That doesn’t mean that I think bringing in more female creative types won’t work, or that hiring more women authors isn’t a key step to changing the status quo. But the Powers That Be can’t just fall back on stereotypes and assume that a female author will write strong female heroines well. Carefully examining each author’s previous work usually gives a very good indication of how well they’ll do at writing the strong female heroines in the EU canon cast or their own original additions to the EU.
The same point works in the other direction, too: men are quite capable of writing stories and characters that women can relate to. Joss Whedon, JJ Abrams, John Ostrander, Michael Stackpole, Timothy Zahn, and Aaron Allston are just a few examples of men who have successfully written strong female heroines that both men and women find compelling. If the Powers That Be do their research and backgrounding, they’ll not only find female authors who can make a great positive contribution to the EU, but some fresh male talent that can do so, too.
Ultimately my point is this: you can bring women into the franchises, but no one should assume that one move alone will fix the problem. In particular, the problem in Star Wars is that, for the most part, the women who have had a hand in creating the recent Star Wars EU aren’t truly representative of the average female fan. Add to that the recent flagship authors who hadn’t had a proven track record at writing stories that appealed to female fans, and they ended up digging themselves in a hole.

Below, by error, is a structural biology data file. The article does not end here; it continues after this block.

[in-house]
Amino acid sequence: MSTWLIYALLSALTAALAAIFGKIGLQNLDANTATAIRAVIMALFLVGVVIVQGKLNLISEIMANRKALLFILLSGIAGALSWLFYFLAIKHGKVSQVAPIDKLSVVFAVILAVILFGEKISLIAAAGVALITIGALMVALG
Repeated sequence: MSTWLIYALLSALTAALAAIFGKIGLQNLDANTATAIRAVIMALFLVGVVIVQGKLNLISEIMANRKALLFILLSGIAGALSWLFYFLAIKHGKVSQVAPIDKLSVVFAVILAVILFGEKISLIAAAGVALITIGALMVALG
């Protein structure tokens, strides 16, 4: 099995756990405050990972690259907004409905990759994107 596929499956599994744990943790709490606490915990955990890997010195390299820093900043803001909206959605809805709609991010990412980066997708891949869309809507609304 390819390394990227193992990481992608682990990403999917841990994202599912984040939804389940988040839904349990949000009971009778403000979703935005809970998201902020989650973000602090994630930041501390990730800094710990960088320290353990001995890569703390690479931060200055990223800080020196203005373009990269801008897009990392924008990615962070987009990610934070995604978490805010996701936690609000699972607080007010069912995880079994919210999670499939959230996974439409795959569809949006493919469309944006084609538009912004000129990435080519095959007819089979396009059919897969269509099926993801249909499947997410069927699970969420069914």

Have you ever stopped to take a look at the overall mix of Star Wars authors for the current EU novels? Very few have children. Nor do many have life experiences where they worked with powerful women who balance career and family life. It’s simply impossible to diversify your audience if the people writing for the franchise all come from the same frame of reference. In my mind this is why, for example, we are now seeing unrealistic family units and stunted romances in Star Wars. I believe that the intention behind taking Allana away from Tenel Ka was to allow Han and Leia a parenting do-over with their grandchild. But that move also suggests that the authors believed it was a better option for the story than showing a single mother balancing work and raising a child. Just imagine how many fans actually could relate to Tenel Ka struggling through that, though. Certainly a lot more fans would find common ground and empathy with that storyline than with septuagenarian Han playing Dad with a third-grader. Characters who are unrelatable become difficult for fans to connect with, and almost invariably interest will wane. Undermining women’s roles within the Star Wars EU has now become a pattern stretched across years of continuity, and it’s going to take an affirmative choice by the editors and authors to unwind the existing damage done. If DC Comics isn’t careful, they may find themselves in the same mess – women fans desperate for strong heroines but instead legions of lapsed or disillusioned fans. Hopefully, the next EU authors – and yes, I’m crossing my fingers some of them are women – get a little closer scrutiny for the work they’ve done previously and how it portrays female characters.
Most definitely I hope to see more women in creative roles not just at DC, Marvel, Pixar, and Star Wars, but everywhere. At the same time, I want women capable of effectively creating characters and storylines that women can relate to, or this Spaceship to Gender Equality in Scifi and Fantasy will take us nowhere fast.